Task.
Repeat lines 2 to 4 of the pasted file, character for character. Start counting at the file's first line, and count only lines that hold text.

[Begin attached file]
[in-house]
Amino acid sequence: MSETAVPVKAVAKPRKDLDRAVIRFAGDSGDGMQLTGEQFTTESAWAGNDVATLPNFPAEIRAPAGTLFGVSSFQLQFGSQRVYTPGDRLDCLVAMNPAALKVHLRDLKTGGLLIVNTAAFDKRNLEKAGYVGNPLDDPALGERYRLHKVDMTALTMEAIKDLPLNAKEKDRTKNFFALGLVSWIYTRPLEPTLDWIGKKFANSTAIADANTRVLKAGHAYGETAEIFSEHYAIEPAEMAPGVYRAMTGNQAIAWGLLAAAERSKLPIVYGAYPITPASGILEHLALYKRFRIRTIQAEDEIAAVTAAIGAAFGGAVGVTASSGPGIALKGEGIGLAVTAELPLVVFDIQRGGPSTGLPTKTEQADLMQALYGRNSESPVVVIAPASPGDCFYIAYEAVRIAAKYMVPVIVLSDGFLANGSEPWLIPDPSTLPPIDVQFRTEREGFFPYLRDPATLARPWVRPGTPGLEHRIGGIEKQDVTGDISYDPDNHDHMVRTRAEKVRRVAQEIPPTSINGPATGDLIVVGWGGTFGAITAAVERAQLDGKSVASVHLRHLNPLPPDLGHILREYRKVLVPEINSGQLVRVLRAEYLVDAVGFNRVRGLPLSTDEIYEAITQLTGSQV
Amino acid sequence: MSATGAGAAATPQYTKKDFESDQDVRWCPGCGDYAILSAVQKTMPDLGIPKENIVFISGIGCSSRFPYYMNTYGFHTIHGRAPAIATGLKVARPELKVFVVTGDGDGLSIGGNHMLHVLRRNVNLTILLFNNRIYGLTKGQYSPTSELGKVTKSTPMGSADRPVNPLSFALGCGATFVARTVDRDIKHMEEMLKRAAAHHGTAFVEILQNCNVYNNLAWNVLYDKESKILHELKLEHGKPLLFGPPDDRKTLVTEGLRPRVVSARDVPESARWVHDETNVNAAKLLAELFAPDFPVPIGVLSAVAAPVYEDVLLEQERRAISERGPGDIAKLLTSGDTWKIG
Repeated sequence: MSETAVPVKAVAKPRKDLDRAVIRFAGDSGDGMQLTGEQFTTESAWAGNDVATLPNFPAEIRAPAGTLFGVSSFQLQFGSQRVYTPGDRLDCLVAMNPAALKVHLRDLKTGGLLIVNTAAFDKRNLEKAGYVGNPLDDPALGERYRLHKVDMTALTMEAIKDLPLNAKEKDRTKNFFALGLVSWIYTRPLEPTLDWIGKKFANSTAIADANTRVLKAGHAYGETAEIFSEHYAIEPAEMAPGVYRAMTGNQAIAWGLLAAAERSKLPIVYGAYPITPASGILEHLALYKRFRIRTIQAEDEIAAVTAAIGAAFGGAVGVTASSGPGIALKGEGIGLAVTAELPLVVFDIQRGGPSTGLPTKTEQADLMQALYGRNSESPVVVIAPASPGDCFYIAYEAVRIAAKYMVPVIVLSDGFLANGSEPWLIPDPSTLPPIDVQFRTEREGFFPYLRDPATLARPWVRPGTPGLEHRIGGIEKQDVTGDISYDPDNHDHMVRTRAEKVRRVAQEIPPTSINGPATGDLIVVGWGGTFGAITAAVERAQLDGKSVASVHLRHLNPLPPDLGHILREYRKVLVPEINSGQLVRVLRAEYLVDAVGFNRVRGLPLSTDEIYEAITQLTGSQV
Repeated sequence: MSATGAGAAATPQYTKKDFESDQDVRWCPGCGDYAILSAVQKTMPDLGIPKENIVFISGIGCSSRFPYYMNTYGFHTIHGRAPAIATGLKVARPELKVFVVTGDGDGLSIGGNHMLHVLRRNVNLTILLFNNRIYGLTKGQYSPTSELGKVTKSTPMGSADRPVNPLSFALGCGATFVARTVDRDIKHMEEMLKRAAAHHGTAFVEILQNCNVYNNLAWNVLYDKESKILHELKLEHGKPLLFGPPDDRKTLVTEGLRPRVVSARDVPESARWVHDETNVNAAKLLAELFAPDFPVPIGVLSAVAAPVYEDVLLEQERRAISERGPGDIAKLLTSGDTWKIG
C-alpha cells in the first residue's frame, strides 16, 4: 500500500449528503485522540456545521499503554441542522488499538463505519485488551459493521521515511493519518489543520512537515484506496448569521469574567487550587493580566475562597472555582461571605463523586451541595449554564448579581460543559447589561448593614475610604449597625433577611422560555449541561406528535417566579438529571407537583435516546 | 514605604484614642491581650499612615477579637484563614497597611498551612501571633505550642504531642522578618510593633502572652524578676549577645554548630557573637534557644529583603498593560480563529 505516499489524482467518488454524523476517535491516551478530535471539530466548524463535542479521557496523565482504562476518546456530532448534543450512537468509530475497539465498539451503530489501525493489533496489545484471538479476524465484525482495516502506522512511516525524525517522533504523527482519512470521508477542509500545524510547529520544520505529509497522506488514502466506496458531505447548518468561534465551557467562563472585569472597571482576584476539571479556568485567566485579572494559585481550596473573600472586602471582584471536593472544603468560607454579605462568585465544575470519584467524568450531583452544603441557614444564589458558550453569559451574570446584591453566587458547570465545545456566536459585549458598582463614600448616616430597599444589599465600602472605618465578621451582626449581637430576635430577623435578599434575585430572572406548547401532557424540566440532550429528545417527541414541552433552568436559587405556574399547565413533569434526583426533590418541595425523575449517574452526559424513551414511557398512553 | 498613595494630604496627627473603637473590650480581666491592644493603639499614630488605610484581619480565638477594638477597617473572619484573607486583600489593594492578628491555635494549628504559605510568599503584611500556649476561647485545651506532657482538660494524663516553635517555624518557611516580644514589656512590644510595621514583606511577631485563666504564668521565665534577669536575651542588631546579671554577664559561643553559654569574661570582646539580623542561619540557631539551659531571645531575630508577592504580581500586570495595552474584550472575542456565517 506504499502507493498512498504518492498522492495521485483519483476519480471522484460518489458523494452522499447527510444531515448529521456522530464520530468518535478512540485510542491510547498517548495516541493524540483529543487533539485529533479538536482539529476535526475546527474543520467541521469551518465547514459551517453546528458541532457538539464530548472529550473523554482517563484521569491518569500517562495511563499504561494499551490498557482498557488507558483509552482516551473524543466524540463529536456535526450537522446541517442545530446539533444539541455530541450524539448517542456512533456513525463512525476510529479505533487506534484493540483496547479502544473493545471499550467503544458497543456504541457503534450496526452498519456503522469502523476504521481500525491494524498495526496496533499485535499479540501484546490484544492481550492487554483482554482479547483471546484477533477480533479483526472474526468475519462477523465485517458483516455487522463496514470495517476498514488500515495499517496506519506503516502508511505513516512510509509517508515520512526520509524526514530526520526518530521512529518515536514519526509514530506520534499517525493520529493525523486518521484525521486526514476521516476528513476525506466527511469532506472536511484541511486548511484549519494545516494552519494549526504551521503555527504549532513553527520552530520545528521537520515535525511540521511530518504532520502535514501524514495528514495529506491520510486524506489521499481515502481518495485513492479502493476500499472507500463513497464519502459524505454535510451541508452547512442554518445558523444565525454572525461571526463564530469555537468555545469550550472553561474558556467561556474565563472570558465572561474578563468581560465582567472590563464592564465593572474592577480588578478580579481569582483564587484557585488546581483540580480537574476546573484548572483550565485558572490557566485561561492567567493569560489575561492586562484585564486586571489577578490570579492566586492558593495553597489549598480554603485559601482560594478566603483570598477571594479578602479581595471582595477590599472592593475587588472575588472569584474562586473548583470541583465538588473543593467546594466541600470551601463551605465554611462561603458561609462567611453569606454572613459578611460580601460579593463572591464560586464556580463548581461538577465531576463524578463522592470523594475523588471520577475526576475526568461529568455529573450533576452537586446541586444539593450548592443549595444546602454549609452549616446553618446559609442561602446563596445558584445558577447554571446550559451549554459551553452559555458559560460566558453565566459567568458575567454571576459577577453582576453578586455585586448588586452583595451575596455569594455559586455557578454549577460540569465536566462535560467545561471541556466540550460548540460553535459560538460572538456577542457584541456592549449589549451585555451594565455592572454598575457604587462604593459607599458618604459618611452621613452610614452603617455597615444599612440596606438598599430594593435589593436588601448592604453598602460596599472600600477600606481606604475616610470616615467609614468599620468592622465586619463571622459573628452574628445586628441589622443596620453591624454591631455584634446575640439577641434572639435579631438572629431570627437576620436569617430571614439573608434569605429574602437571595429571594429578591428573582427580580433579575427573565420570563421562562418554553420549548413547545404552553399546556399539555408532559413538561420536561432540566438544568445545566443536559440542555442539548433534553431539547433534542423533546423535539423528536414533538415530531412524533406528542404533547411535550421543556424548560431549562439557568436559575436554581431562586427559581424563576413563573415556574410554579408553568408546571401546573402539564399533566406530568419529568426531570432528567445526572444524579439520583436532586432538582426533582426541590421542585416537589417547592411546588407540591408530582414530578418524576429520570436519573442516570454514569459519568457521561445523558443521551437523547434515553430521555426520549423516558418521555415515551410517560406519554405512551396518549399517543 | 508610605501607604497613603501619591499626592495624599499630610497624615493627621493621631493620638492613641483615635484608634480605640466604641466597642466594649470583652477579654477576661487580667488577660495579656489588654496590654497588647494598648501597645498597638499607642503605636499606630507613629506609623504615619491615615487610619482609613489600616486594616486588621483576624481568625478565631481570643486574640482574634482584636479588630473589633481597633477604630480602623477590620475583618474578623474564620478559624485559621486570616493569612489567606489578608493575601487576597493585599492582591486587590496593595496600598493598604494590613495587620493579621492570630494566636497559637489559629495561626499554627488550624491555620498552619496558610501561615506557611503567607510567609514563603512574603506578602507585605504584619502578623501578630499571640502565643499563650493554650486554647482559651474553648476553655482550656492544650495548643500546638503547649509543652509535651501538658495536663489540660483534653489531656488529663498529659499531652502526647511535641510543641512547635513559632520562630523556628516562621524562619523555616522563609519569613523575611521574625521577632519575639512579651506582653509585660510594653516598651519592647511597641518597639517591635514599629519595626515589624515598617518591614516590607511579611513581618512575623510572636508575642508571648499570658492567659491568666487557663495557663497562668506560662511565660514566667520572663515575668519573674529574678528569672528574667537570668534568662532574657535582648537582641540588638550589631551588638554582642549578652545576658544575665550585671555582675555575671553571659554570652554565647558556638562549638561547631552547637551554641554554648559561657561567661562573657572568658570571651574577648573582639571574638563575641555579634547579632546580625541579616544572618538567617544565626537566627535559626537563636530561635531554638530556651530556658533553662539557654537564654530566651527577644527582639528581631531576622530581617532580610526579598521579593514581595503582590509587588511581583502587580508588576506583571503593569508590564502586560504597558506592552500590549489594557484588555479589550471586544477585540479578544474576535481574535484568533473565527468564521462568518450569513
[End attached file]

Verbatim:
Amino acid sequence: MSETAVPVKAVAKPRKDLDRAVIRFAGDSGDGMQLTGEQFTTESAWAGNDVATLPNFPAEIRAPAGTLFGVSSFQLQFGSQRVYTPGDRLDCLVAMNPAALKVHLRDLKTGGLLIVNTAAFDKRNLEKAGYVGNPLDDPALGERYRLHKVDMTALTMEAIKDLPLNAKEKDRTKNFFALGLVSWIYTRPLEPTLDWIGKKFANSTAIADANTRVLKAGHAYGETAEIFSEHYAIEPAEMAPGVYRAMTGNQAIAWGLLAAAERSKLPIVYGAYPITPASGILEHLALYKRFRIRTIQAEDEIAAVTAAIGAAFGGAVGVTASSGPGIALKGEGIGLAVTAELPLVVFDIQRGGPSTGLPTKTEQADLMQALYGRNSESPVVVIAPASPGDCFYIAYEAVRIAAKYMVPVIVLSDGFLANGSEPWLIPDPSTLPPIDVQFRTEREGFFPYLRDPATLARPWVRPGTPGLEHRIGGIEKQDVTGDISYDPDNHDHMVRTRAEKVRRVAQEIPPTSINGPATGDLIVVGWGGTFGAITAAVERAQLDGKSVASVHLRHLNPLPPDLGHILREYRKVLVPEINSGQLVRVLRAEYLVDAVGFNRVRGLPLSTDEIYEAITQLTGSQV
Amino acid sequence: MSATGAGAAATPQYTKKDFESDQDVRWCPGCGDYAILSAVQKTMPDLGIPKENIVFISGIGCSSRFPYYMNTYGFHTIHGRAPAIATGLKVARPELKVFVVTGDGDGLSIGGNHMLHVLRRNVNLTILLFNNRIYGLTKGQYSPTSELGKVTKSTPMGSADRPVNPLSFALGCGATFVARTVDRDIKHMEEMLKRAAAHHGTAFVEILQNCNVYNNLAWNVLYDKESKILHELKLEHGKPLLFGPPDDRKTLVTEGLRPRVVSARDVPESARWVHDETNVNAAKLLAELFAPDFPVPIGVLSAVAAPVYEDVLLEQERRAISERGPGDIAKLLTSGDTWKIG
Repeated sequence: MSETAVPVKAVAKPRKDLDRAVIRFAGDSGDGMQLTGEQFTTESAWAGNDVATLPNFPAEIRAPAGTLFGVSSFQLQFGSQRVYTPGDRLDCLVAMNPAALKVHLRDLKTGGLLIVNTAAFDKRNLEKAGYVGNPLDDPALGERYRLHKVDMTALTMEAIKDLPLNAKEKDRTKNFFALGLVSWIYTRPLEPTLDWIGKKFANSTAIADANTRVLKAGHAYGETAEIFSEHYAIEPAEMAPGVYRAMTGNQAIAWGLLAAAERSKLPIVYGAYPITPASGILEHLALYKRFRIRTIQAEDEIAAVTAAIGAAFGGAVGVTASSGPGIALKGEGIGLAVTAELPLVVFDIQRGGPSTGLPTKTEQADLMQALYGRNSESPVVVIAPASPGDCFYIAYEAVRIAAKYMVPVIVLSDGFLANGSEPWLIPDPSTLPPIDVQFRTEREGFFPYLRDPATLARPWVRPGTPGLEHRIGGIEKQDVTGDISYDPDNHDHMVRTRAEKVRRVAQEIPPTSINGPATGDLIVVGWGGTFGAITAAVERAQLDGKSVASVHLRHLNPLPPDLGHILREYRKVLVPEINSGQLVRVLRAEYLVDAVGFNRVRGLPLSTDEIYEAITQLTGSQV